Q: What important lessons can you summarize from the last question?

A:  "You can be a good professional and a good mother. Balancing is a constant challenge. Whether they are toddlers or teenagers, the balancing never gets easier. It is important to be organized and determined.

It's important to have mentors. I was fortunate to have a few. Ask for advice and guidance from those you trust.

I grew up at the beach. If you are thrown into something, swim, don't ever let sinking be an option.

From my career so far, I have learnt the true value of "Communication" and all the social and economic benefits that ICTs can bring to enrich lives worldwide. We all have a fundamental role to play, however big or small, in the future of our planet, and the unique opportunity to make a contribution to the environment we will leave for our descendants."

Q: Can you talk about the importance of the work of the ITU to governments, industry and academia?

A:  "ITU is the United Nations' specialized agency for ICTs, driving innovation in ICTs together with 193 Member States and a membership of nearly 800 private sector entities and academic institutions. Established over 150 years ago in 1865, we are the intergovernmental body responsible for coordinating the shared global use of the radio spectrum, promoting international cooperation in assigning satellite orbits, improving communication infrastructure in the developing world, and establishing global standards that foster seamless interconnection of a vast range of communications systems.

With more than half of the world's population still off-line, our mission is far from over.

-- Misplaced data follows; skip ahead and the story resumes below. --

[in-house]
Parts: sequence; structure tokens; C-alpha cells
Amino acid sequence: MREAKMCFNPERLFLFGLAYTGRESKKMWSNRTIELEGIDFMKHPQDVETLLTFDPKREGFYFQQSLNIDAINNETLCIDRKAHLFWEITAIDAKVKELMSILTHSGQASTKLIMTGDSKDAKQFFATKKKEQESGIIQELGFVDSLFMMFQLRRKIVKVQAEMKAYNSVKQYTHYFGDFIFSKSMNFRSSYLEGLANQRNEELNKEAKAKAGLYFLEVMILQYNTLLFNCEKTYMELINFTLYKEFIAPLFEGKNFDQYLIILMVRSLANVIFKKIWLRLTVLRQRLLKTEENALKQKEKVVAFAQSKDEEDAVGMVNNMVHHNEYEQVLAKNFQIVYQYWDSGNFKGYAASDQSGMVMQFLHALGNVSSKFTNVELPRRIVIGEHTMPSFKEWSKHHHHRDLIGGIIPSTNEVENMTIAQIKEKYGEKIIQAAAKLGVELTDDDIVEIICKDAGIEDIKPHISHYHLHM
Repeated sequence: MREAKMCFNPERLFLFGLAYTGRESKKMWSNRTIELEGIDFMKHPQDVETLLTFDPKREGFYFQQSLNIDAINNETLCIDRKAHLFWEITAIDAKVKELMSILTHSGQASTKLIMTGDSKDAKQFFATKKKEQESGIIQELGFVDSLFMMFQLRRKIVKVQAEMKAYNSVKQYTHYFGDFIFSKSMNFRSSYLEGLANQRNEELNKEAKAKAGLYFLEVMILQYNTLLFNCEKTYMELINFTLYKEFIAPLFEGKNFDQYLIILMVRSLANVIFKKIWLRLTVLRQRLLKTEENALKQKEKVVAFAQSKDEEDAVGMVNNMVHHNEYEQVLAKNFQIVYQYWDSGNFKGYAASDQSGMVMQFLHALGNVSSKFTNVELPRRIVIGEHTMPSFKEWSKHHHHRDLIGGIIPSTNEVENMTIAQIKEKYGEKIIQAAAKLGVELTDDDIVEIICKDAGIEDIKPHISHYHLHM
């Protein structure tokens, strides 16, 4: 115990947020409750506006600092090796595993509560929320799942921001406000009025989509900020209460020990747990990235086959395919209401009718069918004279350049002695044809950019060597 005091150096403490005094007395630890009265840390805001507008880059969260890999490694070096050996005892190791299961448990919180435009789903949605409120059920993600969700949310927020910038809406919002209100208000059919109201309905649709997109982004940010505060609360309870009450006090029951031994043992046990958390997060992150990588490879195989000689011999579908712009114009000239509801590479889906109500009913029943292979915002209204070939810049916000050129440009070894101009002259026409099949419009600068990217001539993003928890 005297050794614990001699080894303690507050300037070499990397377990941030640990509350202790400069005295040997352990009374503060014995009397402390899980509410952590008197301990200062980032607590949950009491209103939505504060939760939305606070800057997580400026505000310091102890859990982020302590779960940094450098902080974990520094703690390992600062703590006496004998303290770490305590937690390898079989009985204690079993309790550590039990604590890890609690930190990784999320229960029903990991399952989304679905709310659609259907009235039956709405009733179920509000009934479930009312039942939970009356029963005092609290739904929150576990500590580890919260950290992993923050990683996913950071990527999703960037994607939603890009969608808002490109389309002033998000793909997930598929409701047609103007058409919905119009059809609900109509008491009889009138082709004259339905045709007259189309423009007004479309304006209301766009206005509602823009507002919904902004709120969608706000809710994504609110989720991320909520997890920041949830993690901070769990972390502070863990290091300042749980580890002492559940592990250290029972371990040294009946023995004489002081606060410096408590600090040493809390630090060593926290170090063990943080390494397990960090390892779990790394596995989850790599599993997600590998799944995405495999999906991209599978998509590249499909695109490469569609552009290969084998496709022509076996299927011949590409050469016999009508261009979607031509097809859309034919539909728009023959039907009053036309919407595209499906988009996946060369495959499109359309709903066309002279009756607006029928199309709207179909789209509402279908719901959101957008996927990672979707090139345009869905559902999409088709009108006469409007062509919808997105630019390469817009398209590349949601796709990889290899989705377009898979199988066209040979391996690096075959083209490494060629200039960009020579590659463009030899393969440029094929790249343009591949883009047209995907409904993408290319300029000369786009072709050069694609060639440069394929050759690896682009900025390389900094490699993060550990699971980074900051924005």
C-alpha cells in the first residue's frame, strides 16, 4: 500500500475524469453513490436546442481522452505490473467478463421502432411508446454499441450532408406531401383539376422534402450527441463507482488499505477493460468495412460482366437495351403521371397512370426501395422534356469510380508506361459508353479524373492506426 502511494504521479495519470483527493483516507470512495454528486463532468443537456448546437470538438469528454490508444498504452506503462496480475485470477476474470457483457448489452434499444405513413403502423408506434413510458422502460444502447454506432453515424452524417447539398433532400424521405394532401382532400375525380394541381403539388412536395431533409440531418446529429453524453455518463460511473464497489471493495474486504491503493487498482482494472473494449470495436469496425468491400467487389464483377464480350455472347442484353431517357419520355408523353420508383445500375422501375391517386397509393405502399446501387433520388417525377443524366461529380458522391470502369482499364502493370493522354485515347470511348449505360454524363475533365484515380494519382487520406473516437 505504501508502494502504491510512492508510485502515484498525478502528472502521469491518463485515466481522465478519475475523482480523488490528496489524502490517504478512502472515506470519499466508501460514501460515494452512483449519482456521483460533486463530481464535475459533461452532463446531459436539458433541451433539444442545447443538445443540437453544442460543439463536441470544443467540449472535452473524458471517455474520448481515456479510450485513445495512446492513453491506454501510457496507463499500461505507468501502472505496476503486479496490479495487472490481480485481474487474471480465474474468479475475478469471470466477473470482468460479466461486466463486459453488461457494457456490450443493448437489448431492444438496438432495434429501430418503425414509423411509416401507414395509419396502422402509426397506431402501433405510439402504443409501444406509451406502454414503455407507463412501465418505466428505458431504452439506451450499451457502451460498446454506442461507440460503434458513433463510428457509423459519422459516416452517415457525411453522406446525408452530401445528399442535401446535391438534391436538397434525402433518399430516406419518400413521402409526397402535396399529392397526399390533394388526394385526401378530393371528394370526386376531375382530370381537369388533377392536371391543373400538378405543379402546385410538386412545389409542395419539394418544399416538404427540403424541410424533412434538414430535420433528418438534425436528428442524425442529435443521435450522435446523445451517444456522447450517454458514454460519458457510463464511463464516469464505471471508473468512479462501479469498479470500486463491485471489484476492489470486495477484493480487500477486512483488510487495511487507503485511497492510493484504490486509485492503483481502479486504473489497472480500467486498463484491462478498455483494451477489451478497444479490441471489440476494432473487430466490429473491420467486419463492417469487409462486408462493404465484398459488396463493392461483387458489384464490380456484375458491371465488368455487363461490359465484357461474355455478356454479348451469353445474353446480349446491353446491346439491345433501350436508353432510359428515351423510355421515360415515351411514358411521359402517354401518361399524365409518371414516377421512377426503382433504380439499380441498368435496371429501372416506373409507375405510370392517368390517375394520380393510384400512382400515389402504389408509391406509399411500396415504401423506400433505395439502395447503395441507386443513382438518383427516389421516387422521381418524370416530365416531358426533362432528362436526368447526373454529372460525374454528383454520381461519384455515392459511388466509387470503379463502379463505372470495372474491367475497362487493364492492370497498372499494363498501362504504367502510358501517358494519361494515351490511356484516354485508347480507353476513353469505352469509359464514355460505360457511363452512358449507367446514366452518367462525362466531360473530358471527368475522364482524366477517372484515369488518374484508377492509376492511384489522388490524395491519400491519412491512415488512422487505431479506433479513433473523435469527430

From broadband networks to cutting-edge wireless technologies, aeronautical and maritime navigation, radio astronomy, oceanographic and satellite-based earth monitoring as well as converging fixed-mobile phone, Internet and broadcasting technologies, ITU is committed to connecting the world."

Q: What are the sustainable development goals and how do they impact governments, industry and academia?

A:  "The Sustainable Development Goals (SDGs), otherwise known as the Global Goals or the Agenda 2030, are a universal call to action to end poverty, protect the planet and ensure that all people enjoy peace and prosperity. It is an agenda for all countries of the world.

Achieving the 17 SDGs requires the partnership of governments, private sector, academia, civil society and citizens alike to make sure we leave a better planet for future generations.

ICTs form the backbone of today's digital economy and have enormous potential to fast forward progress on all of the SDGs and improve people's lives in fundamental ways. ITU is working actively with our members to leverage the power of ICTs towards achievement of the SDGs."

Q: Can you explore, the importance of SDG 5 and why it matters to governments, industry, and academia?

A:  "The Global Goal for gender equality, SDG5, is vitally important to creating a better world for all. Gender equality is not only a fundamental human right, but a necessary foundation for a peaceful, prosperous and sustainable world. Providing women and girls with equal access to education, health care, decent work, and representation in political and economic decision-making processes will fuel sustainable economies and benefit societies and humanity at large.

In today’s digital world, women and girls must be connected to the Internet to fully access these resources. ITU and its members – including government, industry and academia – are working together to increase Internet and mobile access for women around the world."

Q: What is

A:  "Representation of women in the tech sector work force is low, globally less than 20%. This certainly has an impact on women's leadership levels in the tech sector where today there are only a handful of women leaders in both the private and public sectors. We also know the number of girls taking up studies in STEM fields are equally low, though encouraging improvements have been made in some universities. On the connectivity side, the internet user gender gap stood at 12% at the end of 2016. Women are also on average 14% less likely to own a mobile phone. Taking all of these factors together, we see a big problem but also a huge opportunity for empowerment and inclusion, EQUALS is our contribution.